How ecommerce companies can use data for better decision-making

How ecommerce companies can use data for better decision-making

Data is now the most valuable resource on the planet.

If you’ve read any of our other recent blog posts, you’re probably aware of the fact that data recently surpassed oil as the most valuable resource on Earth. While that came as a shock to some, to others this has been a long time coming.

Studies show that data-driven businesses are 23 times more likely to acquire customers, 6 times as likely to retain those customers, and 19 times as likely to be profitable.

As businesses have realized the value of data, the demand for more and more consumer data has exploded. Despite the general acknowledgement of the value of data, it’s estimated that 60-73% of data collected isn’t used in decision-making.

In this post I’ll cover a couple of ways that you can leverage data to make better decisions in your ecommerce business.

Understand your customers

Most marketers understand the importance of using data to drive their marketing decisions. The problem that most marketers face is getting accurate data that they can trust in order to make the right decisions. So that’s where we’ll start.

Overattribution

Truly the bane of every marketer’s existence, over-attribution is a constant in today’s marketing landscape. An example of over-attribution would be when you look at Facebook and they claim to have generated $10K in sales, and then you look at Google and they claim to have created $10K in sales, but you only had $15K worth of sales in that period.

Over-attribution occurs for a myriad of reasons. One of the primary reasons that it can occur is that the different ad platforms utilize different conversion reporting. Facebook currently utilizes a 28-day click and 1-day view conversion window. That means that if someone clicked on your Facebook ad and then came back and purchased from you within 28 days, they claim 100% responsibility for that sale. Google, on the other hand, utilizes a last-click attribution model. That means that they award 100% of the credit for the sale to the last click that someone used before purchasing.

UTMs

There are many solutions to solving over-attribution, but none are perfect. The first solution that we always recommend is UTMs.

UTMs are pieces of tracking information that you can append to a URL in order to improve your tracking. These can help you see exactly what ads, emails, or blog posts people clicked on in order to get to your site.

UTMs are amazing for increasing the granularity of your tracking and allow improved insights into what efforts actually drove people to your site. Unfortunately though, they don’t completely solve the issue of over-attribution. While they will allow you to see exactly what ads drove people to your site, you still have to deal with the different attribution windows in your reporting.

Multi-touch attribution

The best solution to the over-attribution problem is, unfortunately, also one of the more complicated ones. Multi-touch attribution most accurately reflects the client journey across platforms. By tracking the clients journey, these models can assign a portion of the total sale revenue to each platform that took part in the client’s journey. The reason that these can get complicated is because you need to model and decide how you want to assign credit to each platform.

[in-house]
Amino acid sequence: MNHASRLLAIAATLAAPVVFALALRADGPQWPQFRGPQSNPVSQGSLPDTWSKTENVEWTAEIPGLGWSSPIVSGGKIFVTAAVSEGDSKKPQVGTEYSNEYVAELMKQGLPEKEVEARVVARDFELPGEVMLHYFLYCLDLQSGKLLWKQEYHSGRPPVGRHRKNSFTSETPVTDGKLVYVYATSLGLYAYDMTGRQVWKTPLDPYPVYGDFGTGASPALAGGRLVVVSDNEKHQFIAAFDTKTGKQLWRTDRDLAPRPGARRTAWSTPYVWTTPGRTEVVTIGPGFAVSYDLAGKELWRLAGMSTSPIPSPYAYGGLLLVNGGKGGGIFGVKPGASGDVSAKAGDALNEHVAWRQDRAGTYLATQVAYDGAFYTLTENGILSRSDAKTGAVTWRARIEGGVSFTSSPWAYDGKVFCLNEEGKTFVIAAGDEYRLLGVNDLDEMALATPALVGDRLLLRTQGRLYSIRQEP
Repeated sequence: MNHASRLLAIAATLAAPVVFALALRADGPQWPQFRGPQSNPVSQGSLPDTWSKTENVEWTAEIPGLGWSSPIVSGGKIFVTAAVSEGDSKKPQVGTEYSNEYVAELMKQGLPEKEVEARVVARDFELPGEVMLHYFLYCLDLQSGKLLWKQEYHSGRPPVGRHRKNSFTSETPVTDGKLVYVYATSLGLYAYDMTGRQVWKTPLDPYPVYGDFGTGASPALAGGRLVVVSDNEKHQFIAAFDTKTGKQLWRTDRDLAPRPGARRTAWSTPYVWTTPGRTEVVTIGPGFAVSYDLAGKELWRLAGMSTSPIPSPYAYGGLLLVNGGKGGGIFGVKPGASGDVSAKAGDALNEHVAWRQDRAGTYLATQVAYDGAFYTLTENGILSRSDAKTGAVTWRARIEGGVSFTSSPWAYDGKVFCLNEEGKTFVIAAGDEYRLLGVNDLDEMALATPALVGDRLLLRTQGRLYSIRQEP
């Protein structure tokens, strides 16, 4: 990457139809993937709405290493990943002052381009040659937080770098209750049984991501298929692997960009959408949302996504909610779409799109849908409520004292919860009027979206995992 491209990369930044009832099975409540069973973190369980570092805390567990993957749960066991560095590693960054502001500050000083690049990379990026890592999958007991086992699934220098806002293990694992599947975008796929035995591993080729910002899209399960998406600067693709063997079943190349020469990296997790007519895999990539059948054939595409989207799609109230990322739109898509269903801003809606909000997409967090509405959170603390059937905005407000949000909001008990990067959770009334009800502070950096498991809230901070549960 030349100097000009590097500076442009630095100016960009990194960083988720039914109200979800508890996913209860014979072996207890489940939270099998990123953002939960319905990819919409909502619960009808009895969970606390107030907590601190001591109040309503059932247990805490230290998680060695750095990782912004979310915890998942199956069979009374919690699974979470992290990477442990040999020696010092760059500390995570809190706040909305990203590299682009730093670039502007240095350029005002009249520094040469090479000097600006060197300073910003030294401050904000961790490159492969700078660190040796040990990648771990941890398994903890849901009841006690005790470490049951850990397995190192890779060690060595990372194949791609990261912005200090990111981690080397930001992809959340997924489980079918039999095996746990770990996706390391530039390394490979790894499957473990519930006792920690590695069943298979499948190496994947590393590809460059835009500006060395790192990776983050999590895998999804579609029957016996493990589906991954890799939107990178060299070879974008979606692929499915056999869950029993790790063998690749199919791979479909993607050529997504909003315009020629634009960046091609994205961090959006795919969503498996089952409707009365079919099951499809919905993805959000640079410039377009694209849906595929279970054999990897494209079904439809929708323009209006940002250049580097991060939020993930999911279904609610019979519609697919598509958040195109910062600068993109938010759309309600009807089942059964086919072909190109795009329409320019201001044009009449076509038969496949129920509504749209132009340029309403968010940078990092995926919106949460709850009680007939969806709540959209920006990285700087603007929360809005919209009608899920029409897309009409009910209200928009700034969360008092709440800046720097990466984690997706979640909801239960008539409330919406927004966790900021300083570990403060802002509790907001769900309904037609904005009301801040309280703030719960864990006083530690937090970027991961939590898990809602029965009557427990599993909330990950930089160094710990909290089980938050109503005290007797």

Some of the more popular models that people use are: time decay, which allows you to decrease the amount of credit given to each touch point based off how long ago that happened; position based, which assigns 33% of the credit to both the first and last touch points, and then distributes the remaining 33% equally across the other touch points; the final option that we want to cover here is linear, which just assigns equal weight across every touch point.

Both UTMs and multi-touch attribution have their place in a marketers tool chest. We always recommend using UTMs, and multi-touch attribution can help with more advanced marketing initiatives.

Purchasing behaviors

Once you know where your customers come from, the next thing that you need to know is what they’re buying from you. Thankfully most ecommerce platforms readily provide this information. The important metrics to look at here are: average order value (AOV), lifetime value (LTV), and repurchase rates. Additionally, you should examine each of these metrics through the lens of how different products affect them.

In the early stages of a business, AOV is extremely important. We’ll cover more on this later, but the important thing to note is that if you can keep your cost per acquisition (CPA) below your AOV then you’ll always drive a profit off your ads. This will allow you to scale your advertising, and your company with it.

As you grow more advanced in your tracking and data, LTV becomes more and more important. As you grow in your understanding of LTV, AOV begins to matter less. Rather than worrying about driving a profit off the initial purchase, you can take a loss up front. Knowing the lifetime value of your clients gives you more freedom and flexibility in the acquisition of clients. This can lead to explosive results, just see what it did for Danette May:

The final important metric that you need to know about your customers ties in with AOV, and that’s repurchase rates. If you know when your clients will come back and repurchase from you, then you can accurately chart how long it will take for you to break even on your ads. Even more importantly, charting this metric over time allows you to see how your post-purchase marketing efforts affect your customers.